Event: What inspires you? - Thursday 4 October
- Please feel free to circulate this to colleagues and friends. If you are not already on the 'lonadv4design' list please join (details at the end).
- - - - - - - - - - - - - - - - - - - - - - - - - - - - - - - -
You are invited to the seventeenth AIGA Experience Design London meeting.
Thursday 4 October, 6:30 for 7PM (until about 8:30PM)
The Design Council, 34 Bow Street, London WC2E 7DL
(opposite the Royal Opera House)
There is no payment to attend. Please email all enquiries to
this address, not the Design Council.
- - - -
What inspires you? We are turning over this month's AIGA Experience Design London forum to you to talk about what has inspired and influenced you: is it a person or an organisation, a book, an event, a tool, a project or a product, a theory... or something else? If there is something you would like to talk about for up to five minutes, with or without visuals, please reply using the link below with your suggestion. The people who reply soonest stand the best chance of being selected. If we are overwhelmed we will repeat this event in the near future.
Please indicate your current work affiliation and what (if anything) you would like to show on the data projector.
Michael Andrews will also be discussing patterns languages in interaction design, an approach that holds great promise as experience design matures.
- - - -
Presentation: Patterns languages in interaction design
-- Pattern languages can be used to create a framework and basic set of rules for solving design problems. The concept came to the fore in the 70s as architect Christopher Alexander sought to develop a model for creating successful places that blended the application of logic with collective experience, and was defined and exemplified in his books 'The Timeless Way of Building' and 'A Pattern Language'. The concept of pattern languages was adopted in software engineering in the 80s, and in HCI in the 90s. Does its approach of breaking a problem down into rules of thumb and issues to decide apply equally well to interaction design? Will it help interaction designers to avoid continually reinventing the wheel without restricting the specific look of a design? And can pattern languages help designers communicate more effectively with collaborators and clients?
- Michael Andrews is an information designer with a growing interest in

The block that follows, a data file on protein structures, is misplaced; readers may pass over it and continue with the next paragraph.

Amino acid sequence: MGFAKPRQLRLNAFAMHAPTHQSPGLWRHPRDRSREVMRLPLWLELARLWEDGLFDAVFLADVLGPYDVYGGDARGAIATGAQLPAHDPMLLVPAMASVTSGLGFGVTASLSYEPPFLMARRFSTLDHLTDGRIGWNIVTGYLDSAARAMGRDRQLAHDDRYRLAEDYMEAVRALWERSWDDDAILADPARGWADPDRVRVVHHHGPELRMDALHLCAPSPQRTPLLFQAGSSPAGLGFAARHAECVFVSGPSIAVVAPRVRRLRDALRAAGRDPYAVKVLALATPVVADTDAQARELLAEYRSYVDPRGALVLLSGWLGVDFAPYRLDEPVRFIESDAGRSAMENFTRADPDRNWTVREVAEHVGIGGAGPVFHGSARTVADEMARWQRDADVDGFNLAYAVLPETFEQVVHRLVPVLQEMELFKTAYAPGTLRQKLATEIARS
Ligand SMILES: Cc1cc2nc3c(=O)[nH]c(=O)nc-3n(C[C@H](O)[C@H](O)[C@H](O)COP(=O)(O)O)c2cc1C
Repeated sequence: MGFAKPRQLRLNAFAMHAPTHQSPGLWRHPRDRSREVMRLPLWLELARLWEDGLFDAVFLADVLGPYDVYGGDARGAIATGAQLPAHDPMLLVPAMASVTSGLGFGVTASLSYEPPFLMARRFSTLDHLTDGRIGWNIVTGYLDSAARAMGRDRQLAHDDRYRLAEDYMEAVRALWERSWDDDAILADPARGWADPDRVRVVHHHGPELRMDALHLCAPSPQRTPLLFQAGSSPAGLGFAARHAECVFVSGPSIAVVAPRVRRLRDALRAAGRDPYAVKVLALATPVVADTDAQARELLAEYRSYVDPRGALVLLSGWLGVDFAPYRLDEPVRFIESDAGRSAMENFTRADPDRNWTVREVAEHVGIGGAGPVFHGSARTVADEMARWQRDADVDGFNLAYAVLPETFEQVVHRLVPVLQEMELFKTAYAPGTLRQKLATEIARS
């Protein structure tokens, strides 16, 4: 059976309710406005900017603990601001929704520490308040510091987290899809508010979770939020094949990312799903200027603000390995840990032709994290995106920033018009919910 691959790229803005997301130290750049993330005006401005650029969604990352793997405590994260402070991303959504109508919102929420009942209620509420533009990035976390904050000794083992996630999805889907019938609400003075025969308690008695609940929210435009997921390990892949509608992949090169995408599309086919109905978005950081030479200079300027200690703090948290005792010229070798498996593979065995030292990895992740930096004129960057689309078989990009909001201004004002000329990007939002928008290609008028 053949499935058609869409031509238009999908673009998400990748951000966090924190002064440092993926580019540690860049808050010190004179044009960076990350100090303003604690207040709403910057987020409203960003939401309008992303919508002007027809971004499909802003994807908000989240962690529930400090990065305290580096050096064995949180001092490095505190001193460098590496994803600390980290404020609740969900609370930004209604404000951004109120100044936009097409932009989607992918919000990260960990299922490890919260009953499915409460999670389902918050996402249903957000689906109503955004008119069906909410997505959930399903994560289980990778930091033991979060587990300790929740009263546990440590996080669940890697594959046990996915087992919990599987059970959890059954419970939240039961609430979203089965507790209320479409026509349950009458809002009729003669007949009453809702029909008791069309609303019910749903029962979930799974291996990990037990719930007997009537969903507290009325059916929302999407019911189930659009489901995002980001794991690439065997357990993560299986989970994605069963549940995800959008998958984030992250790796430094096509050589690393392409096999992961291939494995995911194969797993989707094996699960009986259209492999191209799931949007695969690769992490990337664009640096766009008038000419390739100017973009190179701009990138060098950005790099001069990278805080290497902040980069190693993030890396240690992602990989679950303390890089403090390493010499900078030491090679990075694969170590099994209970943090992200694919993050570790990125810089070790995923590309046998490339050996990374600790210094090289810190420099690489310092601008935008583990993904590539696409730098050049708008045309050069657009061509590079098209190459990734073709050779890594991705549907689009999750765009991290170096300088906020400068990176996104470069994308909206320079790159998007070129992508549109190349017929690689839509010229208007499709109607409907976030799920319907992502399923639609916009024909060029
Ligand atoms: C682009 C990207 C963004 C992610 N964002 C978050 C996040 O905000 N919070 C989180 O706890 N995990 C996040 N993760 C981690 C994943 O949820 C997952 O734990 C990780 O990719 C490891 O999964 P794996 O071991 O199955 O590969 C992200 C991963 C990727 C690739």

intelligent multimedia. He has an Asian Studies BA from the University
of Virginia and international affairs MA from Columbia University.
He worked for 13 years as an information specialist and trade and
industry analyst at the US Department of Commerce in Washington DC.
He moved to London last year and while working independently is also
studying for an MSc in human centred computing at Sussex University.
He has recently become discussions review editor of the Information
Presentations: What inspires you?
-- Around six attendees will talk (for up to five minutes each) about things that have influenced and inspired them. After each presentation we will allow for a few minutes of questions and discussion. The presenters will be finalised this week and listed in a confirmation email early next week.
WHO SHOULD COME
- - - -
You and any of your friends and colleagues who are interested in or challenged to design for a world that is increasingly digital and connected. You do _not_ need to be an AIGA member to come to this gathering.
- - - -
Our next event is planned for Thursday 1 November and will tie into the Design Council's Design in Business Week which runs from 26 October-2 November (http://www.design-council.org.uk/). However this means that the event _will not be at the Design Council_. For our December event we are planning a presentation from Colin Burns, director of the London office of Ideo which describes itself as a "recognised world leader in the user-centred design of products, services, and environments". http://www.ideo.com/
THE GOAL OF THE AIGA EXPERIENCE DESIGN FORUM
- - - -
Design, as it evolves, has yet to be defined in ways which are broadly accepted, yet its substance is understood by its practitioners: user behavior and experience; look and feel; functionality and engineering; experience with the effectiveness of time and motion; and the impact of these experiences on structure, language and navigation. Continued at...
JOIN THE LIST
- - - -
If you are not already on it please sign up to our announcement list at:
Design Agenda and AIGA Experience Design London